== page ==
Statutory demand against a company – general procedure
A statutory demand is a written demand for payment of a sum due, served by a creditor on a company under s123(1) (a) (registered companies) or s222(1)(a) (unregistered companies). (See also paragraph 45.28) [Note 1].
It is a quicker method of chasing a debt than first obtaining judgment but if the demand is unsuccessful because the party on whom it was served has a valid defence, the company can apply for an injunction restraining the alleged creditor from presenting a winding up petition and the costs thereof will be payable by the petitioner [Note 2].
A minor error in the statutory demand regarding the amount due will not invalidate it [Note 3].
(Amended October 2010)
The statutory demand must be dated and be authenticated either by the creditor himself or a person authorised to act for him. It must be in the prescribed form and state the amount of the debt and the consideration for it [Note 4] [Note 5].
In order that a company has every opportunity to respond, information must be given in the statutory demand as to its purpose, the fact that if it is not complied with winding up proceedings may result and the time and methods for compliance. Also to be provided is the name, address and telephone number of a person with whom contact can be made with a view to securing or compounding the debt to the creditor’s satisfaction [Note 6].
For post 6 April 2010 petition cases, the statutory demand must also state that the company has the right to make an application to the court for an injunction restraining the creditor from presenting or advertising a petition for the winding up of the company [Note 7]. An application for such an injunction must be made to a court having jurisdiction to wind up the company [Note 8].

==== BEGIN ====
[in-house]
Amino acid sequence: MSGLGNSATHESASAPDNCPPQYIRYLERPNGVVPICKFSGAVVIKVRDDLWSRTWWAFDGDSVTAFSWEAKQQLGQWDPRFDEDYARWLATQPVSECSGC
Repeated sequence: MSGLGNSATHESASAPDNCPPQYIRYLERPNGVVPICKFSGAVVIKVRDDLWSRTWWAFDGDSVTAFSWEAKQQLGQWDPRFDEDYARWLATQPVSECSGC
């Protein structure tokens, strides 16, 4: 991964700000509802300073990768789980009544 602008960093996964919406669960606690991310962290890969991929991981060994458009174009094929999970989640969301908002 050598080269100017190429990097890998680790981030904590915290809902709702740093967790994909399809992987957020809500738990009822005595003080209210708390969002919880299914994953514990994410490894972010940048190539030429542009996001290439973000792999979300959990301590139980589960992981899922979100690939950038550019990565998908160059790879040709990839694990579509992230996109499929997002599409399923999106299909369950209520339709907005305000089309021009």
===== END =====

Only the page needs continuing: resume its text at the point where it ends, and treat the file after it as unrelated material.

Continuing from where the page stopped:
In the case of a registered company, the statutory demand is served by leaving it at the registered office of the company [Note 9]. In Re: A Company  BCLC 37 Nourse J. held that a demand made by telex machine is not effective service of a statutory demand. He considered that the service should be regarded in much the same way as service of a winding-up petition. However, in Re: A Company (No 008790 of 1990)  BCLC 561 Morritt J held that a statutory demand sent through the post to a company’s registered office had been properly served. In this case the demand had been sent by registered post and was acknowledged by the company. Morritt J. stated that it made no difference whether the act of leaving the demand at the registered office was carried out by the creditor personally or by the postman. All that was required to be proved was that the demand was left at the registered office. It would appear that proof of posting alone would not have been sufficient.
In the case of an unregistered company the statutory demand may be served by leaving it at the principal place of business of the company, or by delivering it to the secretary or some director, manager or principal officer of the company, or by otherwise serving in such manner as the Court may approve or direct [Note 10].
Whilst courts do have jurisdiction to set aside statutory demands, this will only be exercised if there is a genuine dispute as to the existence of the debt [Note 11].